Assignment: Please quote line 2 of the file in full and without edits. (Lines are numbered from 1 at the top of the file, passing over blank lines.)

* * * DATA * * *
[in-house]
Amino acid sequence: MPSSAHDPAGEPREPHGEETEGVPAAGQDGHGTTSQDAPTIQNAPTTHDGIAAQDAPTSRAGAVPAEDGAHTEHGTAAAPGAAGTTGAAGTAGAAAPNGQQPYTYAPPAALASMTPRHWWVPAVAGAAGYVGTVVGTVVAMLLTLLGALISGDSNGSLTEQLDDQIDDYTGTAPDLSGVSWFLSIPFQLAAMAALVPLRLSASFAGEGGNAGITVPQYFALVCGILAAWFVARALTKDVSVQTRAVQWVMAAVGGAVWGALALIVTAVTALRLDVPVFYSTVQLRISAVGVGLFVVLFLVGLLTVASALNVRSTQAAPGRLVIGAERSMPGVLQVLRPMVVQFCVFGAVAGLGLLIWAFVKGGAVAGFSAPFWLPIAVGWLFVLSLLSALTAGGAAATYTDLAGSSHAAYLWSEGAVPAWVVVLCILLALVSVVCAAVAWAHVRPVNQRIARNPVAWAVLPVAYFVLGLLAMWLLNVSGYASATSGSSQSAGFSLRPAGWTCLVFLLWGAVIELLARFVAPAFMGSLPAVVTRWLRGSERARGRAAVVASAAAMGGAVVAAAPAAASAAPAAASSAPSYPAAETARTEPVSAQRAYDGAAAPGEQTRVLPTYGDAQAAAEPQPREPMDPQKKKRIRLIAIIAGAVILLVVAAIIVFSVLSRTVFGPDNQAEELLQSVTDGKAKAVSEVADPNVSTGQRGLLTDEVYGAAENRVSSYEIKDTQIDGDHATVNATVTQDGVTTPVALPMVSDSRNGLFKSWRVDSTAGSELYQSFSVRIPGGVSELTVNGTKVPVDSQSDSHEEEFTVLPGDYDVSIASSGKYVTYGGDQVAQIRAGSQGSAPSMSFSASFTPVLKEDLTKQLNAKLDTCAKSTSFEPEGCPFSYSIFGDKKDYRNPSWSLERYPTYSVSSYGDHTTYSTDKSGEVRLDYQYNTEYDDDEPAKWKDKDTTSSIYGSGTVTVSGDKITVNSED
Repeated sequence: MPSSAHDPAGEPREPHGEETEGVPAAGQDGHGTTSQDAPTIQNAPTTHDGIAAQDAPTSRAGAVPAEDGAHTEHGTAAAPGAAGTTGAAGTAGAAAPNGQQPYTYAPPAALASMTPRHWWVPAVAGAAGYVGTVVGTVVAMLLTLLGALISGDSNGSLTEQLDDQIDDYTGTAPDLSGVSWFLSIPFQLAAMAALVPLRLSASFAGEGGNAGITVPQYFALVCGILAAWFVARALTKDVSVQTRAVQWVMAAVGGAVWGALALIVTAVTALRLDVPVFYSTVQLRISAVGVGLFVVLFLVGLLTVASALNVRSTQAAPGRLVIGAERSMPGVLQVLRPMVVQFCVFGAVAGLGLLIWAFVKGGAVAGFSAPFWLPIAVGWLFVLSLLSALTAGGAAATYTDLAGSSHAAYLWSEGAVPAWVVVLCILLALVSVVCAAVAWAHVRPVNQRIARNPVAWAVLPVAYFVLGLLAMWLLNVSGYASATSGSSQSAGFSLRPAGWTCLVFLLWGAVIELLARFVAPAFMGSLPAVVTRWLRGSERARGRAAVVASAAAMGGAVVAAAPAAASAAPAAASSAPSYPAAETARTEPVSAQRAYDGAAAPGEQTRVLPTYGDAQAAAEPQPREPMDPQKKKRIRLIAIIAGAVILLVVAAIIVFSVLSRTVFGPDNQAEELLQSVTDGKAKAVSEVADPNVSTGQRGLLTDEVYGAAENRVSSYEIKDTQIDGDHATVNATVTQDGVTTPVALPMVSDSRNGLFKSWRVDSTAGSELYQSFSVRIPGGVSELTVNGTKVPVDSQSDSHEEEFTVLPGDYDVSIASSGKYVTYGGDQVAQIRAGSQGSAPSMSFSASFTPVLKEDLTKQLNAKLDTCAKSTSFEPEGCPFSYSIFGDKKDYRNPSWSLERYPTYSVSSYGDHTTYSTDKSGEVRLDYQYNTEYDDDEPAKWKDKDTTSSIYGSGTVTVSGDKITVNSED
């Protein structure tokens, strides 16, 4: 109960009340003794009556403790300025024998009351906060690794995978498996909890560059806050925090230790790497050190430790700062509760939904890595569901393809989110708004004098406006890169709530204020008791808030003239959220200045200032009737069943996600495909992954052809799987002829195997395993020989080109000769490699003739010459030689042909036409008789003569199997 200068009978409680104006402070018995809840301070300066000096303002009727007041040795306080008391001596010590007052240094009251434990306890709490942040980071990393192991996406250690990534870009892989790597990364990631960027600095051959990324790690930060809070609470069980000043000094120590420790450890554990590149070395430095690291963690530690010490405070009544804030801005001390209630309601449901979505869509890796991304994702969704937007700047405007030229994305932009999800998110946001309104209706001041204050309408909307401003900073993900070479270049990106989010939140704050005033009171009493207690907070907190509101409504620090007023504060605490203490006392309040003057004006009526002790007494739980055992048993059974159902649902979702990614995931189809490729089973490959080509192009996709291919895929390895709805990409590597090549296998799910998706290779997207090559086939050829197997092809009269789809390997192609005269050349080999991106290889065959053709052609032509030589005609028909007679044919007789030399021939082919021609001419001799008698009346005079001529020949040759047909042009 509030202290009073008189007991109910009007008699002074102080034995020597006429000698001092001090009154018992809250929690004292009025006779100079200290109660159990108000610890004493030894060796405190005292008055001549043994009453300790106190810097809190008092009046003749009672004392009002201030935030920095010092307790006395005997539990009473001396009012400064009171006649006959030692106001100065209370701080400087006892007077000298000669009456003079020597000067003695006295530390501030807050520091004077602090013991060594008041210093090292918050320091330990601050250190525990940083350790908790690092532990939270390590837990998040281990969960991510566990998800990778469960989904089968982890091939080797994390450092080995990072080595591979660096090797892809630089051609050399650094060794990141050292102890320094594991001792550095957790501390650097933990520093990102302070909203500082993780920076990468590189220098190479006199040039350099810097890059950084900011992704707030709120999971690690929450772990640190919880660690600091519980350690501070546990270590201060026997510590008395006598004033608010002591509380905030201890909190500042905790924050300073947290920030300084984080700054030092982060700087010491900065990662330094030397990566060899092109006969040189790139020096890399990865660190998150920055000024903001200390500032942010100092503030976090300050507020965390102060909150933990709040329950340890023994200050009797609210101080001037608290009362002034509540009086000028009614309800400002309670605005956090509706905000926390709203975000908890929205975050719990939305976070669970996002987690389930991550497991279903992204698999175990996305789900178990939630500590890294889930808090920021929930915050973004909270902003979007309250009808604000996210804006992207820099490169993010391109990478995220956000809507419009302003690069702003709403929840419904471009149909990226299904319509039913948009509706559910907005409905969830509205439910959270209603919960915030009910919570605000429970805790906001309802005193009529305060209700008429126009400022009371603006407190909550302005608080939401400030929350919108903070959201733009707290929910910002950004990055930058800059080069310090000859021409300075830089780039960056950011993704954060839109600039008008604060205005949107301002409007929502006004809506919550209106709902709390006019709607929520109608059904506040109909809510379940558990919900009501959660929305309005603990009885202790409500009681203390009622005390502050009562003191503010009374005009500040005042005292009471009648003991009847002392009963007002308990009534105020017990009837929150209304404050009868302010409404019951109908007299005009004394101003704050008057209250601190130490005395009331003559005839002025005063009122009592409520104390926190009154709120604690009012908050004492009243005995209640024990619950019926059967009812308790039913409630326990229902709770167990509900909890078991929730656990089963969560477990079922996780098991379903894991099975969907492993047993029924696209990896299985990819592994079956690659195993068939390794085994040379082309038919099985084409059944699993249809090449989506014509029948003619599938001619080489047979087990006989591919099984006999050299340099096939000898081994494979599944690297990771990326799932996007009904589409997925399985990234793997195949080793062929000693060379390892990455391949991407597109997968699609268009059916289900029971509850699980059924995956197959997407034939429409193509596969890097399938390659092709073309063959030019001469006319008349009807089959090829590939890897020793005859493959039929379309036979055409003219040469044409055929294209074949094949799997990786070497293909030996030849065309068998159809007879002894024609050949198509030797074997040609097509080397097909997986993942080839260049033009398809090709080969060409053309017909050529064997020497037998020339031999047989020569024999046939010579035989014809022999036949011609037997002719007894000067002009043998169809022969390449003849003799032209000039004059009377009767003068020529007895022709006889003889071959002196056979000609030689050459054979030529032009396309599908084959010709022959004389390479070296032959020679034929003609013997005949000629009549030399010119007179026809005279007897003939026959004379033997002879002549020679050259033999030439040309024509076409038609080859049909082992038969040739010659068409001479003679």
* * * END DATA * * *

Amino acid sequence: MPSSAHDPAGEPREPHGEETEGVPAAGQDGHGTTSQDAPTIQNAPTTHDGIAAQDAPTSRAGAVPAEDGAHTEHGTAAAPGAAGTTGAAGTAGAAAPNGQQPYTYAPPAALASMTPRHWWVPAVAGAAGYVGTVVGTVVAMLLTLLGALISGDSNGSLTEQLDDQIDDYTGTAPDLSGVSWFLSIPFQLAAMAALVPLRLSASFAGEGGNAGITVPQYFALVCGILAAWFVARALTKDVSVQTRAVQWVMAAVGGAVWGALALIVTAVTALRLDVPVFYSTVQLRISAVGVGLFVVLFLVGLLTVASALNVRSTQAAPGRLVIGAERSMPGVLQVLRPMVVQFCVFGAVAGLGLLIWAFVKGGAVAGFSAPFWLPIAVGWLFVLSLLSALTAGGAAATYTDLAGSSHAAYLWSEGAVPAWVVVLCILLALVSVVCAAVAWAHVRPVNQRIARNPVAWAVLPVAYFVLGLLAMWLLNVSGYASATSGSSQSAGFSLRPAGWTCLVFLLWGAVIELLARFVAPAFMGSLPAVVTRWLRGSERARGRAAVVASAAAMGGAVVAAAPAAASAAPAAASSAPSYPAAETARTEPVSAQRAYDGAAAPGEQTRVLPTYGDAQAAAEPQPREPMDPQKKKRIRLIAIIAGAVILLVVAAIIVFSVLSRTVFGPDNQAEELLQSVTDGKAKAVSEVADPNVSTGQRGLLTDEVYGAAENRVSSYEIKDTQIDGDHATVNATVTQDGVTTPVALPMVSDSRNGLFKSWRVDSTAGSELYQSFSVRIPGGVSELTVNGTKVPVDSQSDSHEEEFTVLPGDYDVSIASSGKYVTYGGDQVAQIRAGSQGSAPSMSFSASFTPVLKEDLTKQLNAKLDTCAKSTSFEPEGCPFSYSIFGDKKDYRNPSWSLERYPTYSVSSYGDHTTYSTDKSGEVRLDYQYNTEYDDDEPAKWKDKDTTSSIYGSGTVTVSGDKITVNSED